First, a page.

Houdini Live: A Live History of Gluttony and Lust
Right off the bat, know that the album ostensibly being “reviewed” here isn’t likely to have much of anything to do with the Melvins’ upcoming live show at The Other Side. Anyone who tells you what to expect at any given Melvins show is either a liar or a Melvin, and they aren’t necessarily mutually exclusive categories.
More conceivably to the point would be a review of Senile Animal, set for an Oct. 10 release on Ipecac Records. But, in not atypical Melvins fashion, the band—stalwarts Buzz Osborne and Dale Crover plus Coady Willis and Jared Warren from the band Big Business—is hitting town to support a record that isn’t even out yet.
Whatever. As one of the heaviest and most prolifically weird bands playing, The Melvins don’t have anything to prove, and to the extent that they’re trying to sell anything, anybody who’s buying bought in a long time ago, long before Houdini, the band’s brief but blazing 1993 breakthrough fusion of glacial riffage and sledgehammer sonics, which boasts one of the top five rock covers ever in Kiss’ “Going Blind.”
Houdini Live is a badass live recording of one of the baddest-ass rock records of the 1990s. Makes you wish you’d been there. (Brad Tyer)
The Melvins play The Other Side Saturday, Sept. 16, at 10 PM. $10.
All Roads Lead to Ausfahrt
All Roads Lead to Ausfahrt may be NoMeansNo’s first album in six years, but time has not diminished their oddball style. As a confection of disco punk, progressive jazz, really weird rap and cartoonish vocals, the album ends up sounding like “Wrestlemania” between angular guitar riffs and splenetic drums. And then there’s the vividity of the almost incomprehensible lyrics.
For instance, “Ashes” is a jewel of sludgy rock, with ghastly lines like: “I smell something burning…it’s us/sausage lips and greasy tips/it’s the sweet fried pork/my hair’s on fire.” If literally barbecuing a relationship isn’t startling enough, other songs reference the female genitalia of fleas, flaming slugs and a trickster named Mr. In Between.
All Roads Lead to Ausfahrt isn’t an easy listen. The patchwork style is maddening at times, and just plain silly at others. But it does have temporary moments of sanity like “Til I Die,” about the bleak life of the working class, and “Faith,” which is more or less a tribute to a dog. Still, nothing on this record is free of eccentricities, which makes it worth a listen if only for the wild ride. (Erika Fredrickson)
NoMeansNo plays The Other Side Friday, Sept. 15, at 10 PM. The International Playboys and Reptile Dysfunction open. Cover TBA. Call 543-3405.
Ednor Theriault—his onstage alter-ego is Bob Wire—is a songwriter. His first full-length effort, American Piehole, is a songwriter’s album: crisp and orchestrated, showcasing the craft of construction ahead of the ensemble performing the tunes. That said, his backing band The Magnificent Bastards is capable and canny, ably executing Wire’s earnest writing, which aims at telling stories both serious and silly.
Those stories might make a listener cringe, often enough intentionally as on “Too Tired to Cheat,” which instructs a long-suffering wife that “if you pick up the phone and there’s a girl on the line, won’t you please tell her ‘Maybe some other time.’” Other times, the cringe comes at the expense of the writer and not the character he’s teeing off on, as in “White Trash Paradise,” which deftlessly exclaims, “I keep things simple ’cause I don’t like to think too much.”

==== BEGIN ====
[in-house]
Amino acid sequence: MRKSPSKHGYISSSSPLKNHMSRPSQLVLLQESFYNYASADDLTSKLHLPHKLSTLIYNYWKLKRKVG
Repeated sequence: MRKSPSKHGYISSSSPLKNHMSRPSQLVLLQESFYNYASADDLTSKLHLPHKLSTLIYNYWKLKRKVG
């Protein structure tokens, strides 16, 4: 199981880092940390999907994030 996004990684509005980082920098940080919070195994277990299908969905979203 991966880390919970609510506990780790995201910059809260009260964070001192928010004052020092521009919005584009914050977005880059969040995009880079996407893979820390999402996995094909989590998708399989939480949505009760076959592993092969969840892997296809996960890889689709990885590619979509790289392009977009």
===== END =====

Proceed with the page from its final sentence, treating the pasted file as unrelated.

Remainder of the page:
At its best, which is more often than not, Wire tells his stories with sly insinuation—e.g., the aforementioned simpleton celebrates “getting Christmas cards from the folks at the Rent-to-Own”—illustrating scenes obliquely but vividly. And when the consistently ingratiating music on American Piehole winds up behind lyrics that resort to tedious telling or forced rhymes, well, you’ll just have to forgive on first listen, because you’ll be singing along anyway by the fifth. (Jason Wiener)
Bob Wire and The Magnificent Bastards play the Union Club Saturday, Sept. 16, at 9 PM. Free.
Alan Singley & Pants Machine
Slow January Records
LovingKindess is, if not a dysfunctional mood album, then one of substantial emotional incongruities. In fact the general temper of the album is ethereal and reticent, whether the lyrics refer to languishing in the morning sun or a violent father aggravated by cocaine. Shifts from lighthearted to dark are mostly subtle, though when Alan Singley sings “put that grenade back in your mouth/it’s a cruel, cruel world” the picture becomes much clearer.
Even with some moody instances, LovingKindness is, as the title implies, a rather cheerful, innocent recording barely scratched by cynicism. Does that make it bad? Not at all, but the flow of contentment doesn’t make it necessarily fresh, either. The mystical ease of “Yr Little Hand in Mine” and “I Don’t Know Where to Start,” with its rehash of Beatles and Queen lyrics, are pregnant with bland optimism. Without concrete imagery or emotional complication, these songs evaporate the second they end, though maybe that’s the point. Singer Singley may lean heavily on sunny themes, but the sly shift of a good line like “wise friends tell you ‘nothing lasts’/…can I walk you home tonight?” at least makes LovingKindness sound authentic. (Erika Fredrickson)
Alan Singley & Pants Machine play The Raven Cafe Monday, Sept. 18, at 9 PM. $7.